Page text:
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Blast in Somalia kills 18, including 3 ministers
Published on 3 Dec. 2009 11:27 PM IST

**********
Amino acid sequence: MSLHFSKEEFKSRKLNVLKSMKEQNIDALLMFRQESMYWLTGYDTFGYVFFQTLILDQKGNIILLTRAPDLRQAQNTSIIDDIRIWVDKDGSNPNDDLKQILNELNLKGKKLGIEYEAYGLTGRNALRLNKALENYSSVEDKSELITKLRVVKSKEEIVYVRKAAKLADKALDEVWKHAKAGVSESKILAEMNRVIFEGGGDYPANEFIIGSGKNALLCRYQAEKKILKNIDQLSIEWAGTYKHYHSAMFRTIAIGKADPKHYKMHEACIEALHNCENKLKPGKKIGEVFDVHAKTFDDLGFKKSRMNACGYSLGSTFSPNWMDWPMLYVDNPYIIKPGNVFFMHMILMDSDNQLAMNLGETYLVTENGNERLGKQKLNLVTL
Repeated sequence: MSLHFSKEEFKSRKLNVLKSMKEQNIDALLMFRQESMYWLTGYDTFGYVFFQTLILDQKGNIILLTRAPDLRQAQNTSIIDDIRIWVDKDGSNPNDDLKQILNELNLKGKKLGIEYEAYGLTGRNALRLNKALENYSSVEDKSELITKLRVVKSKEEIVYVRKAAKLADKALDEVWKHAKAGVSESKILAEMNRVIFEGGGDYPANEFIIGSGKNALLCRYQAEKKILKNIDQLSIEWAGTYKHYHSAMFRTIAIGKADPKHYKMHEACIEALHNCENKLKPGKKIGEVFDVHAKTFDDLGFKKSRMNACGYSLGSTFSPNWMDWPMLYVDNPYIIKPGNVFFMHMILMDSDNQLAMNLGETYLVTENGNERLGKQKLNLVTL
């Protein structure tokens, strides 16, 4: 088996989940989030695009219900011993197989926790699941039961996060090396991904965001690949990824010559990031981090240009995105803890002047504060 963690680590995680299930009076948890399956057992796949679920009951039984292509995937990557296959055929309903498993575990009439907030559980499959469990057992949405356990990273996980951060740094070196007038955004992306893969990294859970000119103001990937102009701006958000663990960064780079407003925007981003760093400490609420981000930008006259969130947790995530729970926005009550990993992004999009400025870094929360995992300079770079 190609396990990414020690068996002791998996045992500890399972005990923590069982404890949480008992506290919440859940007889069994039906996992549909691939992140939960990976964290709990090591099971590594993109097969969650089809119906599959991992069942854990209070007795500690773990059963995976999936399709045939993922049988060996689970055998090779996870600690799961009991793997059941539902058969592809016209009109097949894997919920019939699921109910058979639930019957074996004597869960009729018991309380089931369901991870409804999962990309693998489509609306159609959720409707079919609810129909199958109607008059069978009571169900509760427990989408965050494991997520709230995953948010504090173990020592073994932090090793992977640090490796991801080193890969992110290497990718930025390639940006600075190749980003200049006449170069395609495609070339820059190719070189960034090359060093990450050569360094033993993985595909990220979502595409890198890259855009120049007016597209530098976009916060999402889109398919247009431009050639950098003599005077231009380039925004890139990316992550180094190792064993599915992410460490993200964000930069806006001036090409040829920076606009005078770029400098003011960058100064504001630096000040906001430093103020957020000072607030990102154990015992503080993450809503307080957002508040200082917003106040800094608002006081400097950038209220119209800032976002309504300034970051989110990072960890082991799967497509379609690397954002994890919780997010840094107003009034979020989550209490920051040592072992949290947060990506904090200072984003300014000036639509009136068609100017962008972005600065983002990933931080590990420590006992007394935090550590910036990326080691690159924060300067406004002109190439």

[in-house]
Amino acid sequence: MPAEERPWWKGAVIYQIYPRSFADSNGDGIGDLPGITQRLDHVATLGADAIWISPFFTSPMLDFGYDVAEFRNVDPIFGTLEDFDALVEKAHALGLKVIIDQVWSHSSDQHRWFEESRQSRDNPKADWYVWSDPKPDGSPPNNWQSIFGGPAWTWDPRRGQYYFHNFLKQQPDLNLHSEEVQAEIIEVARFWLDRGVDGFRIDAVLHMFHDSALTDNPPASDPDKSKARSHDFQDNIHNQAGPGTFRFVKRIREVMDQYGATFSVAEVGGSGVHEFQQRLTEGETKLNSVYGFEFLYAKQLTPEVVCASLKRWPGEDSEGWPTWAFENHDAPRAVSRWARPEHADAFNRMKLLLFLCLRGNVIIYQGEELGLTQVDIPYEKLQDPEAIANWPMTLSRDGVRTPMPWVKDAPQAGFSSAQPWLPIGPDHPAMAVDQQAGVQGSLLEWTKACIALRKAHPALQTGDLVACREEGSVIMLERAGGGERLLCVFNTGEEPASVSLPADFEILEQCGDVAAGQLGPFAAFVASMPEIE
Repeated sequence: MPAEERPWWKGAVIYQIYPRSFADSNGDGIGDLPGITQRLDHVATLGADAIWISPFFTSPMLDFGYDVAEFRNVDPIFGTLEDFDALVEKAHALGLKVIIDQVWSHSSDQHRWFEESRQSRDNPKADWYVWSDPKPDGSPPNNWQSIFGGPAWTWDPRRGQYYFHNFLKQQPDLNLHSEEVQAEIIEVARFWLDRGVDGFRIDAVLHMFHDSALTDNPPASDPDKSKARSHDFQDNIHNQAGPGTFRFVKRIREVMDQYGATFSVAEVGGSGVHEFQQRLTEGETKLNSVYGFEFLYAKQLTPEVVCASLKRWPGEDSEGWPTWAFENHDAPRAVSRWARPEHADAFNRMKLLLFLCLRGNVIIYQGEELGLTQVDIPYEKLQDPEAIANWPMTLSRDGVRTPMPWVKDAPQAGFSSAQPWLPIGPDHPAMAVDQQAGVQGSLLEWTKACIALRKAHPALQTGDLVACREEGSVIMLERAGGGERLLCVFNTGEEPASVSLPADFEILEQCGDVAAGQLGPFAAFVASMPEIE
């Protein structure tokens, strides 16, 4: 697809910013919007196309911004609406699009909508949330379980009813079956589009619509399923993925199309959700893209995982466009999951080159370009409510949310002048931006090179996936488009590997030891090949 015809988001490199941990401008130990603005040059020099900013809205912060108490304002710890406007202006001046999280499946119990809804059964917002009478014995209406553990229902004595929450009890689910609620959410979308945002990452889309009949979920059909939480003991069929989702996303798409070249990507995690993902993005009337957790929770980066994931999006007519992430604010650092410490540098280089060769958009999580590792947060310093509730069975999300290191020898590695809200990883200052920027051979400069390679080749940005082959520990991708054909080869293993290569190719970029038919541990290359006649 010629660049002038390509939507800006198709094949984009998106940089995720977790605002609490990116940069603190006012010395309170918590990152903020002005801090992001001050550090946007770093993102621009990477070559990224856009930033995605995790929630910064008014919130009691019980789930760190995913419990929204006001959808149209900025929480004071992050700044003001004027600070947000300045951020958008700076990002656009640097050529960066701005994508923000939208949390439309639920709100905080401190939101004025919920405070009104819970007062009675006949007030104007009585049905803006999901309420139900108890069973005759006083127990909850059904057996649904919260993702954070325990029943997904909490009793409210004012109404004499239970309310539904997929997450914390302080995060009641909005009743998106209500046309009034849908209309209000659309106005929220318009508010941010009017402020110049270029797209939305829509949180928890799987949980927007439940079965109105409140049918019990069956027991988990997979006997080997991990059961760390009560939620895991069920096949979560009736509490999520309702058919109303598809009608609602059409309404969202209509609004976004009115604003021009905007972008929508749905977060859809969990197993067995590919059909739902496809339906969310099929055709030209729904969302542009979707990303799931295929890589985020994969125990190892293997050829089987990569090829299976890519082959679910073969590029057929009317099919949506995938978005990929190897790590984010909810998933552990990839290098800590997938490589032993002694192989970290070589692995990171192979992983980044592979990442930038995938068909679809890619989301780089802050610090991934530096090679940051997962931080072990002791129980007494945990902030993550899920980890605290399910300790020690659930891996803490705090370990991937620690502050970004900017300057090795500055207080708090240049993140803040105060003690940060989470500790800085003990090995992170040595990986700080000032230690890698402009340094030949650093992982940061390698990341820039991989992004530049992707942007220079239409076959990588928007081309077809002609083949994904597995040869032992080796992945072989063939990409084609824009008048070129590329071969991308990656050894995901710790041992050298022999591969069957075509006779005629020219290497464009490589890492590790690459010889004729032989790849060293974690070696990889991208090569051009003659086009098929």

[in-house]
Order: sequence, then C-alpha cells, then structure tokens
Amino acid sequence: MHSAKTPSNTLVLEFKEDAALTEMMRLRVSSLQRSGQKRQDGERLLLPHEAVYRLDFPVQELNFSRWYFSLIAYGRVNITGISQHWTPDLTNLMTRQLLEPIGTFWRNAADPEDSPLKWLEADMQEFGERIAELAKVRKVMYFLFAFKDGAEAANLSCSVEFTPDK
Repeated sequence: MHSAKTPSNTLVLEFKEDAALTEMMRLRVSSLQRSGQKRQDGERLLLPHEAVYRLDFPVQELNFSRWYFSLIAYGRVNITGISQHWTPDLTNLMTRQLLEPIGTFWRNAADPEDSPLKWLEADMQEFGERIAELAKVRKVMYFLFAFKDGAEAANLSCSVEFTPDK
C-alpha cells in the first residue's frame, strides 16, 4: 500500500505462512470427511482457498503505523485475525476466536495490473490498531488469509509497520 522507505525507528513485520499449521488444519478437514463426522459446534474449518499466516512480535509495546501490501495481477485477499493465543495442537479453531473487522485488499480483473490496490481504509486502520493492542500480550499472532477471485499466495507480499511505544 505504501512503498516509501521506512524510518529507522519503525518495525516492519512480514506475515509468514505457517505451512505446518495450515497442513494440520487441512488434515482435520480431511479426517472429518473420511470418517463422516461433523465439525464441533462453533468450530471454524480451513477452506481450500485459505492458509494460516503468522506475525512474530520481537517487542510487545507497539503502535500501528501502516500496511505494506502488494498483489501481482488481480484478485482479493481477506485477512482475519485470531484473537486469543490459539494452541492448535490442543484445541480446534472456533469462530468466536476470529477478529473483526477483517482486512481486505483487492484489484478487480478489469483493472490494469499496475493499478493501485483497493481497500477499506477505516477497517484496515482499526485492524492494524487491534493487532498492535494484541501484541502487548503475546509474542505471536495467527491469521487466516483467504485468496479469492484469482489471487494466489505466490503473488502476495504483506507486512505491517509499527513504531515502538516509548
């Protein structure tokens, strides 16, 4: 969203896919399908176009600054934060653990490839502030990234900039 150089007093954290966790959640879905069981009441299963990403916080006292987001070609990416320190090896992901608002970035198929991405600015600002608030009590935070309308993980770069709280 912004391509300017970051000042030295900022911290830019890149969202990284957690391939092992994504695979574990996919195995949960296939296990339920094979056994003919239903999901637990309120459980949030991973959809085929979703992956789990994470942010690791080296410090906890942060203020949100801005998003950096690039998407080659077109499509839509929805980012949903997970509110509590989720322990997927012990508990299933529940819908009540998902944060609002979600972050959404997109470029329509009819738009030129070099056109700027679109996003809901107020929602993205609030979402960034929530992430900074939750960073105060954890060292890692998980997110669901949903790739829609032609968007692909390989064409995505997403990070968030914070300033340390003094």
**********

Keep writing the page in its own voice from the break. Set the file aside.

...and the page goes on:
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A suicide bomber killed 18 people including three Somali government ministers at a ceremony in a Mogadishu hotel on Thursday, officials said. The blast is the most serious attack on the transitional federal government (TFG) since the launch of an Al-Qaeda inspired Islamist insurgency that has brought new strife to the Horn of Africa nation. Several ministers from the UN-backed government were at a graduation ceremony for students at the Shamo hotel when the explosion went off. A security official said 18 people were killed and that the blast was caused by a suicide bomber. “Most of the vicitms were students,” the official said. A hotel security official said the suicide bomber was probably hidden among the guests. Higher Education Minister Ibrahim Hassan Addow and Health Minister Qamar Aden were killed on the spot and Education Minister Mohamed Abdullahi Waayel died shortly after the blast, a senior government official said. Sports Minister Suleyman Olad Roble was among the injured, the official added. Two journalists, one from Shabele Radio and another from Al Arabiya television, and a doctor were also killed, a source at the hotel said. AFP photographer Mohamed Dahir sustained slight injuries. “We were waiting outside the conference room when there was a huge explosion. I found myself on the ground in the middle of the smoke and screaming,” said Dahir. “I went to get my camera, and that’s when I saw the bodies of the three ministers.” New EU foreign policy chief Catherine Ashton condemned the “cowardly attack” and promised to seek a coordinated international response to Somalia’s woes. “I condemn in the strongest terms possible this cowardly attack against civilians including students, doctors and journalists,” Ashton said in a statement. In Kampala, the acting head of AMISOM, the African Union peacekeeping force in Somalia, Wafula Wamunyini, said the attack “was intended to intimidate and blackmail the TFG. We condemn this incident in the strongest terms.” Thousands have been killed in Mogadishu in recent years as Islamists battle for control of the capital. The Somali insurgents launched a fresh offensive against the transitional government of President Sharif Sheikh Ahmed on May 7 and clashes since then have left more than 250 dead while an estimated 120,000 people have fled the city. The Shebab militia has vowed to bring down the government and force all African Union peacekeepers out of the country. Somalia has had no effective government since President Mohamed Siad Barre was forced out of power in the early 1990s. The Islamists control large swathes of Mogadishu as well as much of the centre and south of the country. The transitional government only exists with the backing of the 5,000 AU peacekeepers from Burundi and Uganda. At least 60 peacekeepers have been killed since they were deployed in March 2007 to protecting strategic sites in the seaside city such as the presidency, the port and the airport. A twin suicide bombing at Mogadishu airport in September killed 17 peacekeepers. Wamunyini ruled out any withdrawal of peacekeepers following the new attack however: “We want to ensure everyone we are going to continue with our mission. We are going to continue providing our services.” The attack came a day after Wamunyini expressed frustration at the failure of African countries to honour troop commitments. The force is meant to have 8,000 soldiers. Wamunyinyi said the threat posed by Islamist insurgents had been exaggerated, scaring off countries from deployments. “We feel really frustrated and let down that several African nations have not honoured their commitment to send troops, but the media have made it difficult for them to deploy,” he said. “And nobody seems to appreciate the AMISOM has accomplished a lot,” he said at the press conference in Kampala where military chiefs and other AU officials are meeting on ways to boost the force.

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